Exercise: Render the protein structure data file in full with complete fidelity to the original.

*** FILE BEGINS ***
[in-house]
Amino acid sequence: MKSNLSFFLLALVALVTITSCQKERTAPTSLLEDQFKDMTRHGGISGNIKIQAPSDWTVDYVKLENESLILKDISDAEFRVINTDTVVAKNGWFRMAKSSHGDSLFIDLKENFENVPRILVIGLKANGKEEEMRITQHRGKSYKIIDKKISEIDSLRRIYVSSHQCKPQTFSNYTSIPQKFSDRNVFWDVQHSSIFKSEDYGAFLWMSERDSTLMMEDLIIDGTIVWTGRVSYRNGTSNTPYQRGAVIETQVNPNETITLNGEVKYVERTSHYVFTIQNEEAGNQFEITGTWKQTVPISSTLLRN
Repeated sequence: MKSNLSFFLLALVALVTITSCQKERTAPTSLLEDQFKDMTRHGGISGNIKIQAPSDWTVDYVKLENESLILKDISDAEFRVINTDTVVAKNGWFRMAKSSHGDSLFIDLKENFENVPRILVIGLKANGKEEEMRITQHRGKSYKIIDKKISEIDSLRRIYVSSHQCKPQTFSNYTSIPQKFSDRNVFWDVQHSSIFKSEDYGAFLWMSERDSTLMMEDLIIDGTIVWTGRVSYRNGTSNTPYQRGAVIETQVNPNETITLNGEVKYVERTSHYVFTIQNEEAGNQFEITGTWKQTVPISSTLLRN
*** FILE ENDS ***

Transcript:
[in-house]
Amino acid sequence: MKSNLSFFLLALVALVTITSCQKERTAPTSLLEDQFKDMTRHGGISGNIKIQAPSDWTVDYVKLENESLILKDISDAEFRVINTDTVVAKNGWFRMAKSSHGDSLFIDLKENFENVPRILVIGLKANGKEEEMRITQHRGKSYKIIDKKISEIDSLRRIYVSSHQCKPQTFSNYTSIPQKFSDRNVFWDVQHSSIFKSEDYGAFLWMSERDSTLMMEDLIIDGTIVWTGRVSYRNGTSNTPYQRGAVIETQVNPNETITLNGEVKYVERTSHYVFTIQNEEAGNQFEITGTWKQTVPISSTLLRN
Repeated sequence: MKSNLSFFLLALVALVTITSCQKERTAPTSLLEDQFKDMTRHGGISGNIKIQAPSDWTVDYVKLENESLILKDISDAEFRVINTDTVVAKNGWFRMAKSSHGDSLFIDLKENFENVPRILVIGLKANGKEEEMRITQHRGKSYKIIDKKISEIDSLRRIYVSSHQCKPQTFSNYTSIPQKFSDRNVFWDVQHSSIFKSEDYGAFLWMSERDSTLMMEDLIIDGTIVWTGRVSYRNGTSNTPYQRGAVIETQVNPNETITLNGEVKYVERTSHYVFTIQNEEAGNQFEITGTWKQTVPISSTLLRN